New Jersey voters have approved more than $1 billion in new borrowing over the past decade to pay for things like open-space preservation and building upgrades at colleges and universities. This fall, their generosity will be put to the test once again with a ballot question that proposes issuing $125 million in debt to help fund library capital projects throughout the state.
The goal of putting the library bond issue before voters won widespread support from state lawmakers, and Gov. Chris Christie took action late last week to ensure it would go on the ballot in November, which is also when voters will be asked to choose the state’s next governor.
A number of groups are already backing the proposed general-obligation bond sale, including the New Jersey Library Association, which is expected in the coming weeks to start making its case directly to voters for why they should approve the new borrowing.
If the bond sale does win support at the ballot box this year, it would create the first significant pot of money for New Jersey library projects since lawmakers signed off on a $45 million grant program nearly 20 years ago.
Bond issues past
In all, New Jersey voters have been asked to weigh in on proposed state borrowing issues on three different occasions over the past 10 years, including in 2012, when they approved borrowing $750 million to pay for facility improvements at colleges and universities across the state. Lawmakers just signed off on the final batch of projects to be funded through that bond issue earlier this year.
Voters also approved bond issues totaling $200 million and $400 million in 2007 and 2009, respectively, to help raise funds for statewide land-preservation efforts. But in 2007, voters rejected a proposed bond issue that would have generated $450 million to pay for stem-cell medical research in New Jersey.
The legislation proposing that the state issue $125 million in bonds to raise new revenue for the “construction, expansion, and equipping of New Jersey’s public libraries” easily passed both houses of the Legislature in the final weeks before a new state budget was adopted in early July.
According to the bill, which Christie signed on Friday, the revenue from the bonds would fund 50 percent of a project’s cost, with the balance coming from either local or private sources. New Jersey’s state librarian would be directed to work with Thomas Edison College to draft eligibility requirements for the grant program, and to come up with a list of qualified projects.
Borrowing for libraries overdue?
According to the New Jersey Library Association, lawmakers last approved new borrowing for library facilities in 1999, a $45 million initiative that helped finance 68 projects throughout the state. But much has occurred since then, including a major recession and a shift toward new technologies like the Internet. A recent survey of public libraries in New Jersey revealed a need for technology updates, and more than 50 percent said they would need to expand facilities to keep up with demand.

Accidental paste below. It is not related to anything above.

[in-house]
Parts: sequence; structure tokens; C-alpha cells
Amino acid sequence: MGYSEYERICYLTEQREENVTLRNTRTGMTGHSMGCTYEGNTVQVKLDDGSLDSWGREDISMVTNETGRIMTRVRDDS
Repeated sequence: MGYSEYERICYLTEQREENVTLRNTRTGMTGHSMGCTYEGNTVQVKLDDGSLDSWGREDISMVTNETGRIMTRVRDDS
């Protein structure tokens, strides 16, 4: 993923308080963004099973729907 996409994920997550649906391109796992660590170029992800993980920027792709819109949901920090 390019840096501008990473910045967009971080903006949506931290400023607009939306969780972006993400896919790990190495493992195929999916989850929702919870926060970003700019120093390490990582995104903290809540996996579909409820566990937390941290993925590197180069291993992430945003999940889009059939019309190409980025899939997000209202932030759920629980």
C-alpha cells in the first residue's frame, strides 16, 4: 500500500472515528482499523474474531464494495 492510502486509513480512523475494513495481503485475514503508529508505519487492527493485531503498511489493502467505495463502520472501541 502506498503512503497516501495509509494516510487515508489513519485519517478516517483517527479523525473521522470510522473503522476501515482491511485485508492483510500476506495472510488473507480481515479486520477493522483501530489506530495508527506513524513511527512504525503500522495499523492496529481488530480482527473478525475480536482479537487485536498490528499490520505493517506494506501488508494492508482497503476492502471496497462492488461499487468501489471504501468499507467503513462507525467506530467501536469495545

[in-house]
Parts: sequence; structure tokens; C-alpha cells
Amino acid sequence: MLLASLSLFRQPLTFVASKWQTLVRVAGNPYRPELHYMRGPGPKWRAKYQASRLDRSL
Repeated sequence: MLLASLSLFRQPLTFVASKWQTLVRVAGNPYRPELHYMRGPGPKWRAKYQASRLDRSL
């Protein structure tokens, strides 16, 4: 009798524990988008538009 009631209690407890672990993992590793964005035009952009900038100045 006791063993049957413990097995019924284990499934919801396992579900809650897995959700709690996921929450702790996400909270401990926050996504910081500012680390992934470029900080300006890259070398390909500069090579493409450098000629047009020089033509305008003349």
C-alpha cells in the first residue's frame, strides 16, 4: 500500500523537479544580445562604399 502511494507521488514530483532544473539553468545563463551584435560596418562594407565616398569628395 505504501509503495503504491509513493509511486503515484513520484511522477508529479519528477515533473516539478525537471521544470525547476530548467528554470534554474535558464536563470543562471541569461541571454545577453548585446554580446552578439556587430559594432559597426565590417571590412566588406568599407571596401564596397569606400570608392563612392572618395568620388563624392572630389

A website launched by the library association offers additional information on the need for the bond sale, and the site also includes a list of dozens of local groups that have already signed up to support the proposed borrowing.
Patricia Tumulty, the library association’s executive director, said yesterday that the organization’s members are still celebrating Christie’s recent decision to allow the ballot issue to go before voters this fall. But she expects they will be meeting soon to discuss how they plan to make an appeal. Voter turnout typically picks up during years when the governor’s race is at the top of the ticket, so Tumulty said she’s expecting there will be a lot of interest in the library-bond question. “We think that it will bring statewide awareness, and that’s a good thing,” Tumulty said.
Right now, it’s unclear whether Democrat Phil Murphy or Republican Kim Guadagno will actively support or oppose the library bonds as they campaign for governor in the run-up to the November election. A spokesman for Murphy said yesterday that he has yet to take a position on the bond issue, and Guadagno’s spokesman said that while the goal of improving libraries is laudable, she has “significant concerns” about the state taking on new borrowing since New Jersey is already deep in debt.
The state’s heavy debt burden was also raised by lawmakers in an official opposition statement that was issued before the legislation won final approval last month. A fiscal estimate prepared earlier this month by the nonpartisan Office of Legislative Services also indicated debt service could cost as much as $175 million as the bonds mature over the next 35 years, assuming interest rates between 4 percent and 6 percent.
But Sen. Christopher “Kip” Bateman, one of the legislative supporters of the bond issue, suggested the library projects that would be funded through the bonds could also offer an economic benefit to the state since libraries provide communities with access to career training and technology. The library association has also estimated the 1999 grant program generated $260 in economic activity, with small businesses picking up much of the work.
“I have no doubt that people will rise up to support their local library in November,” said Bateman (R-Somerset). “It’s the right thing to do.”